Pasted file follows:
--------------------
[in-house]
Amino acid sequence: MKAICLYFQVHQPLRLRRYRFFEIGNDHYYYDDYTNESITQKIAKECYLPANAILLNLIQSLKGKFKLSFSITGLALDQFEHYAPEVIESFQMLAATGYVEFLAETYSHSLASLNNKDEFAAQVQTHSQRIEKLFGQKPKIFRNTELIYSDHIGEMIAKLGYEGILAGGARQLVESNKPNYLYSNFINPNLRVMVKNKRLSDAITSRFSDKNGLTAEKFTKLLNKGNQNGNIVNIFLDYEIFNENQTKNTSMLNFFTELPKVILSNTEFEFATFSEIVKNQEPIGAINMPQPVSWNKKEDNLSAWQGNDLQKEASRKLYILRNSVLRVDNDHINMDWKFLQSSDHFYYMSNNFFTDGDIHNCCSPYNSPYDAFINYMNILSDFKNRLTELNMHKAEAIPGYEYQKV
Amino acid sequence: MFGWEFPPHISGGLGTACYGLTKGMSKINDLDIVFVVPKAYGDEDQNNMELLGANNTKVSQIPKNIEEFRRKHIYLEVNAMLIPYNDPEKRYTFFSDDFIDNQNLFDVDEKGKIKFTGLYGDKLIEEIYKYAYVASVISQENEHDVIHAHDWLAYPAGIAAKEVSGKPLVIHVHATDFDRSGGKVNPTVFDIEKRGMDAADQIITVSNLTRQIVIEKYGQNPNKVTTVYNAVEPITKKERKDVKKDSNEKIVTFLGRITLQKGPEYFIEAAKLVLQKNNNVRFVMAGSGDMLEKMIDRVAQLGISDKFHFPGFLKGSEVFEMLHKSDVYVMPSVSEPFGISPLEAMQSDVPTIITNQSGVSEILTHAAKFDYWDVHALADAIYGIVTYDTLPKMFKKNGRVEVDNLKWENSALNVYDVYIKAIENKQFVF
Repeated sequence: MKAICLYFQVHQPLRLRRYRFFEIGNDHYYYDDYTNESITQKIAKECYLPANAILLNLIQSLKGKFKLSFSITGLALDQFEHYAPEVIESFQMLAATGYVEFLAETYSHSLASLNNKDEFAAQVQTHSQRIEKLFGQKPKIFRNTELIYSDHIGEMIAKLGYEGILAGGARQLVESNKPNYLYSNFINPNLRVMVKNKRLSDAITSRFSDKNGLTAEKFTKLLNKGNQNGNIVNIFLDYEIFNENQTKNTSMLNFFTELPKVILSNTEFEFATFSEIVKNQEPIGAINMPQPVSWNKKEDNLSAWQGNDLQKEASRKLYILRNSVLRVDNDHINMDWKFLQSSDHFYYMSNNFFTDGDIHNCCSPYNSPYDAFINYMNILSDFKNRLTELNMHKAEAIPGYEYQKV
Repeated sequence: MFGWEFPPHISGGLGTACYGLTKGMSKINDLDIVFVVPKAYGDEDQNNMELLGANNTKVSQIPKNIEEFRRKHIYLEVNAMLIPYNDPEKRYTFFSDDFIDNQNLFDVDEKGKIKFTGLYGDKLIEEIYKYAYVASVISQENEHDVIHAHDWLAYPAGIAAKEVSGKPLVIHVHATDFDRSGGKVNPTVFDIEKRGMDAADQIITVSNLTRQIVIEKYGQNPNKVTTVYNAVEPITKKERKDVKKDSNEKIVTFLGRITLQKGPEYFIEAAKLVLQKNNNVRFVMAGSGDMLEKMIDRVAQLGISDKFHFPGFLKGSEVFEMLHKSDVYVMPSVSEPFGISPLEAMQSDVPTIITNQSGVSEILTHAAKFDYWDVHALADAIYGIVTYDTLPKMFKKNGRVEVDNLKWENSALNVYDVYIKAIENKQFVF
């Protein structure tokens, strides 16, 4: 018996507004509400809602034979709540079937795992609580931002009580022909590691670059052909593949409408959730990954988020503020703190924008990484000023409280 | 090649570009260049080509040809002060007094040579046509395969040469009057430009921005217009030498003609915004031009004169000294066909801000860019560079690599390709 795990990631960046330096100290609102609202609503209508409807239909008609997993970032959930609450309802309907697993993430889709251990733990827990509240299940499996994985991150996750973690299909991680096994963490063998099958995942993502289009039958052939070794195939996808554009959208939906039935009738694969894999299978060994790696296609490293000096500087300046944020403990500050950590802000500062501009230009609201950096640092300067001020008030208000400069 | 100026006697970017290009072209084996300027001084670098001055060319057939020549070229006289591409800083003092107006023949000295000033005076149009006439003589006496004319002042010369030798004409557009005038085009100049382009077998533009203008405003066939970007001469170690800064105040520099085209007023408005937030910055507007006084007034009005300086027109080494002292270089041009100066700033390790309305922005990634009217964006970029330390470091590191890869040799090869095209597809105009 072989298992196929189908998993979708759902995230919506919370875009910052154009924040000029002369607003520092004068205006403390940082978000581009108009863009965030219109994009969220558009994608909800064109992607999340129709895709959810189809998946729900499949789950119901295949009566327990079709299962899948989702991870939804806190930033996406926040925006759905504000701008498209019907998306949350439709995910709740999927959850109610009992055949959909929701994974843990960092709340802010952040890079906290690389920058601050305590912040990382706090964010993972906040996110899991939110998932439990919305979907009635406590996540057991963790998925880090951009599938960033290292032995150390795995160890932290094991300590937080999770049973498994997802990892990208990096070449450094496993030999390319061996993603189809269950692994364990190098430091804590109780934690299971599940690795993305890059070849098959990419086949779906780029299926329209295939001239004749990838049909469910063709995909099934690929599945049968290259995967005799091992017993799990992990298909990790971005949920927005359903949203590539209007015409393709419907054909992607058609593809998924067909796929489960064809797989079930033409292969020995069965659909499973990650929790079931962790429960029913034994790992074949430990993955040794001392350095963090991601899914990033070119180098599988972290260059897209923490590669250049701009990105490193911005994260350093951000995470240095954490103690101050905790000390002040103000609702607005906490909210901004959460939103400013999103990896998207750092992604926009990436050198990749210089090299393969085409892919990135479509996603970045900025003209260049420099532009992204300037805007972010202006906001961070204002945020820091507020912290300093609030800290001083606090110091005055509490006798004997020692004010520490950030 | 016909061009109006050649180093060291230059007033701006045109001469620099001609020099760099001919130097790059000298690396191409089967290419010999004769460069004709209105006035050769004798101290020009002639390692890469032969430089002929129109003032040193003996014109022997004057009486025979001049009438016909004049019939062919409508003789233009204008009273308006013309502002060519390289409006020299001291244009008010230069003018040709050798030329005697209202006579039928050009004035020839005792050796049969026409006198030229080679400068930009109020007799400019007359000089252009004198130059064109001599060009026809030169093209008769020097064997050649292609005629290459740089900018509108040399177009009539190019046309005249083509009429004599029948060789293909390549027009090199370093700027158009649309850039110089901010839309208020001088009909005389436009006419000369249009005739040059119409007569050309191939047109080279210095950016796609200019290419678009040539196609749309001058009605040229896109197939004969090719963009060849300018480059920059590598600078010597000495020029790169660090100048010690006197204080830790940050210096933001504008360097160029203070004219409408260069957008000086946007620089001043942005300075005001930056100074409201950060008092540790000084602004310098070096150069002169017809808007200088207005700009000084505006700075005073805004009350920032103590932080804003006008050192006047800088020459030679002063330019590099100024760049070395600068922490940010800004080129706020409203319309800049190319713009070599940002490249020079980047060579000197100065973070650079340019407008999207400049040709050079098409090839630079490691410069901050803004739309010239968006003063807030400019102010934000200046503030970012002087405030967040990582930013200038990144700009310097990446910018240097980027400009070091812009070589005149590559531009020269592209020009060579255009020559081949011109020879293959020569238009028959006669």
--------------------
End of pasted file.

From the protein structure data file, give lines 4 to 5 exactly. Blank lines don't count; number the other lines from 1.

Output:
Repeated sequence: MKAICLYFQVHQPLRLRRYRFFEIGNDHYYYDDYTNESITQKIAKECYLPANAILLNLIQSLKGKFKLSFSITGLALDQFEHYAPEVIESFQMLAATGYVEFLAETYSHSLASLNNKDEFAAQVQTHSQRIEKLFGQKPKIFRNTELIYSDHIGEMIAKLGYEGILAGGARQLVESNKPNYLYSNFINPNLRVMVKNKRLSDAITSRFSDKNGLTAEKFTKLLNKGNQNGNIVNIFLDYEIFNENQTKNTSMLNFFTELPKVILSNTEFEFATFSEIVKNQEPIGAINMPQPVSWNKKEDNLSAWQGNDLQKEASRKLYILRNSVLRVDNDHINMDWKFLQSSDHFYYMSNNFFTDGDIHNCCSPYNSPYDAFINYMNILSDFKNRLTELNMHKAEAIPGYEYQKV
Repeated sequence: MFGWEFPPHISGGLGTACYGLTKGMSKINDLDIVFVVPKAYGDEDQNNMELLGANNTKVSQIPKNIEEFRRKHIYLEVNAMLIPYNDPEKRYTFFSDDFIDNQNLFDVDEKGKIKFTGLYGDKLIEEIYKYAYVASVISQENEHDVIHAHDWLAYPAGIAAKEVSGKPLVIHVHATDFDRSGGKVNPTVFDIEKRGMDAADQIITVSNLTRQIVIEKYGQNPNKVTTVYNAVEPITKKERKDVKKDSNEKIVTFLGRITLQKGPEYFIEAAKLVLQKNNNVRFVMAGSGDMLEKMIDRVAQLGISDKFHFPGFLKGSEVFEMLHKSDVYVMPSVSEPFGISPLEAMQSDVPTIITNQSGVSEILTHAAKFDYWDVHALADAIYGIVTYDTLPKMFKKNGRVEVDNLKWENSALNVYDVYIKAIENKQFVF